Why Christian Idealism Is Killing Spirituality
Researchers tell us that the more we’re exposed to perfect bodies in the media, the more we’re dissatisfied with our own. That dissatisfaction goes for any area where we’re regularly and confronted with the idea that everyone else is more successful, richer, smarter, or better than we are. It would be one thing if the celebrity images that wreaked havoc on our self images were real, but they’re not. They’re airbrushed and photoshopped—the flaws are hidden and the strengths are accented. We let illusion dictate reality.
The church’s airbrush
I fear that the church does the same thing. It’s not that we establish a physical standard that’s unachievable. No. With the best of intentions, we set up a standard of perfection across the board:
- You need to have a bulletproof marriage
- You need to be incredible parents
- You need to be ideal children
- Your devotional life needs to be in order
- And on, and on it goes . . .
We’ve been Fireproofed, Growing Kids God’s Way, and Focus on the Family’d to death. We’re on a treadmill that never ends and is perpetually disheartening.
Why it doesn’t work
We have more tools than ever to help us attain this high Christian standard, but I don’t think anyone would argue that it’s really working. Here are a couple reasons why I think this Stepford Christianity is killing us:
1. It capitalizes on our sincere desire to be good Christians
We want to be to be good. We want to please God. And these expectations goad us into a never-ending cycle of DVD classes, conferences, and Christian self-help books. The Christian life is reduced to constant resolution and disappointment. “Come to me all who are weary and heavy-laden, and I will give you rest,” is reduced to “Come on—try harder. You’re almost there. You’re doing alright in your marriage, but your failing with your kids.” Learning to be connected to the vine (a more holistic picture of spiritual growth and maturity, and one that is as varied as we are) is turned into a shame-based striving.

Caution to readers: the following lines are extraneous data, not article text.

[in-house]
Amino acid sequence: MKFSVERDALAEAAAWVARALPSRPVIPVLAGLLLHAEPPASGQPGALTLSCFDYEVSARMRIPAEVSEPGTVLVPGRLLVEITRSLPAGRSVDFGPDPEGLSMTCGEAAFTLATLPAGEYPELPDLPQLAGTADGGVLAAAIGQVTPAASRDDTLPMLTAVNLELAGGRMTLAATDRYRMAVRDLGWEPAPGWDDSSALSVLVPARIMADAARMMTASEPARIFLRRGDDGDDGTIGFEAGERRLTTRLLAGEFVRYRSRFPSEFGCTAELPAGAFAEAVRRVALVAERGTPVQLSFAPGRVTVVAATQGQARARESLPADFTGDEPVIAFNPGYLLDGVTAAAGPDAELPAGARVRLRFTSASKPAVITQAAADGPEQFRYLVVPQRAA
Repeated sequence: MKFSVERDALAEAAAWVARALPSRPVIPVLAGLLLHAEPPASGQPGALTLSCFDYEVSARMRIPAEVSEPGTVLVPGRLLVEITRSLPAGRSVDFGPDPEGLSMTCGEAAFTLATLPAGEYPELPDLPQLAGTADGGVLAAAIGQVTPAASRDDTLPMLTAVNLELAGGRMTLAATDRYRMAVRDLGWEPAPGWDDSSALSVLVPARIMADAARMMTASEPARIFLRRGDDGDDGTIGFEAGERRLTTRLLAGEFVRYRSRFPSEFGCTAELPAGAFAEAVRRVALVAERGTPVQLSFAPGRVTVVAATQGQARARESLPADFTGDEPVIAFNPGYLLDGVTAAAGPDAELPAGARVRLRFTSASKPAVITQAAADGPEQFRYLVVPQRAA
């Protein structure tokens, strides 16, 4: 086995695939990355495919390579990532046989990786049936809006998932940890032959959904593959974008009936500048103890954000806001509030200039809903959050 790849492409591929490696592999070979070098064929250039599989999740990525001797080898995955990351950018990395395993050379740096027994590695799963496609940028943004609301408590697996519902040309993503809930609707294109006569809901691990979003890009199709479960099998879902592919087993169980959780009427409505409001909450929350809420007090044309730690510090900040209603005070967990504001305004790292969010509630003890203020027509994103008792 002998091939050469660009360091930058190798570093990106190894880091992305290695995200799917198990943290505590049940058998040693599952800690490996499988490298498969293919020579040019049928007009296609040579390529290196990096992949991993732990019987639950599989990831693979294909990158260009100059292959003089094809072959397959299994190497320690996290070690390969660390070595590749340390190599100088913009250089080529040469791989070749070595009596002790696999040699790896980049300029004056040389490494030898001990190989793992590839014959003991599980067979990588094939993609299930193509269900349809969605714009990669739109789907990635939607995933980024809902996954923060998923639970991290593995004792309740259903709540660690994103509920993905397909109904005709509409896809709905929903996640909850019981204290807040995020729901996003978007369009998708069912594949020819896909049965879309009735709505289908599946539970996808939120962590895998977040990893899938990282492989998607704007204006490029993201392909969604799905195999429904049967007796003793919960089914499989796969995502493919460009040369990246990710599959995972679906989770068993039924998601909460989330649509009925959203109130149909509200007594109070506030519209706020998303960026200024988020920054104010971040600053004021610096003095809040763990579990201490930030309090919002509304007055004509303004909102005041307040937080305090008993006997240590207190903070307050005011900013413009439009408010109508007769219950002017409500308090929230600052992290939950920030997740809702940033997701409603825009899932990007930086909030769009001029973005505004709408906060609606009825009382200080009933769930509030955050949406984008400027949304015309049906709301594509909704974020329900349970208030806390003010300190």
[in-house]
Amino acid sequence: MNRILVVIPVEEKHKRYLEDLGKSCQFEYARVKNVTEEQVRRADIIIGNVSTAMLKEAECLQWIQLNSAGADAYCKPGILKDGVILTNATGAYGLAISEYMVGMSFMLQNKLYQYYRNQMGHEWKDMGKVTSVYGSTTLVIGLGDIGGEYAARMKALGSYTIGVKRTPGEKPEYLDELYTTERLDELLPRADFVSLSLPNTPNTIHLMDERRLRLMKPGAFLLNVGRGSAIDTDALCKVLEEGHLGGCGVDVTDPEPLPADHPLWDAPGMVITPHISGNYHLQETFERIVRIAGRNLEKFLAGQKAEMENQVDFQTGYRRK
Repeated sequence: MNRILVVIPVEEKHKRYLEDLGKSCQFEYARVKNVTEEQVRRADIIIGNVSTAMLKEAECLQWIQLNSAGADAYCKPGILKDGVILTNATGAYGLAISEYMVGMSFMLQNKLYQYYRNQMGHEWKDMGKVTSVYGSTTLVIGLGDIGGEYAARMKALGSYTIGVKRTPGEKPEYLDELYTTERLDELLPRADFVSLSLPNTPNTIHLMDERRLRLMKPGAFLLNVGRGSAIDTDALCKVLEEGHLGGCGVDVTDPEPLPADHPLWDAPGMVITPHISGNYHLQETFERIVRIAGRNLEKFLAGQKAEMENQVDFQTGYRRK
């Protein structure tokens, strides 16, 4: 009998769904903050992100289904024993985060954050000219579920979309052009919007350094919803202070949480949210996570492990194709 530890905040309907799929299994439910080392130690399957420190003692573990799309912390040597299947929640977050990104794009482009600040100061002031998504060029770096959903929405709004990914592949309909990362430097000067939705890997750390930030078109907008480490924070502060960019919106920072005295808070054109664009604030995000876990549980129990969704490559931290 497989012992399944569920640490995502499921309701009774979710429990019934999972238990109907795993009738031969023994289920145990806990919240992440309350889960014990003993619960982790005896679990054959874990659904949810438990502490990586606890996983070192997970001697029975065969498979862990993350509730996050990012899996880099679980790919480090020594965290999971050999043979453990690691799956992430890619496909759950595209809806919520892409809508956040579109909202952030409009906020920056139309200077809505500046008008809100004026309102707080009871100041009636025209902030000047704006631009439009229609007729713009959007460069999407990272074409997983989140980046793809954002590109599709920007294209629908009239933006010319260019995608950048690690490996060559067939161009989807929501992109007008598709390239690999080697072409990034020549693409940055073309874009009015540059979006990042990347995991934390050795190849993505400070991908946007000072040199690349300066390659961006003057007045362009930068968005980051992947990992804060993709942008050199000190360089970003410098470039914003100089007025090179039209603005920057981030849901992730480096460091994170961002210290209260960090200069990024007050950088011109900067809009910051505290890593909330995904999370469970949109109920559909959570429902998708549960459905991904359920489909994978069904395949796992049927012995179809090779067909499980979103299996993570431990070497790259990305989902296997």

2. It diminishes our transparency
We might not be able to have it all together, but we can pretend that we do. We don’t do it because we’re liars—we do it because:
- We don’t want to feel like we don’t fit in
- We’re afraid we’re not going to be accepted when you see how messed up we are
- We think we can fake it until we make it
An important aspect of spiritual growth is just accepting where we are and striving to get closer to Jesus. Christianity’s not about being dissatisfied with ourselves and striving to become something else. Sadly, it can easily become that. If I’m afraid that you’re going to shun me when you know who I really am, I’ll do anything I can to hide it from you—and myself.
3. It doesn’t take Scripture into account
I love Scripture’s painfully awkward humanity. We Christians often act like the Bible’s made up entirely of gospels and epistles. But truthfully the Bible’s awash in screwed up people doing terrible things, and God directing the outcome of these horrible missteps into something that glorifies him. God’s used some shady, immoral individuals, and he didn’t wait until they were fixed. In fact, for many of them, God’s willingness to use them in spite of their worst was part of the spiritual formation that shaped them. We’re often so focused on being good Christians that we neglect to just be available.
4. It makes us focus on the wrong criteria
As we discussed earlier, when we elevate the perfect Christian behavior across the spectrum of our roles, we encourage pretense. When we establish criteria that allows people to pretend they’re good Christians, we have no idea who is, and who is not, really spiritual. Because of that, we miss out on people who are truly close to Christ but refuse to play the game. They don’t look spiritual and they don’t act spiritual (at least in the way that we’re encouraged to judge those things), yet they have spiritual potency to extend to us.
Before you freak out . . .
I am not saying that we don’t try or that it doesn’t matter how we parent, marry, or any of those things. The issue is one of balance. We need to start with a message of acceptance—and not deficit. Christ in us is our hope of glory, not the striving to live up to whatever Christian ideals we are currently promoting. I imagine that when Christ gets a hold of us, we’re going to have as many versions of healthy spirituality as there are people.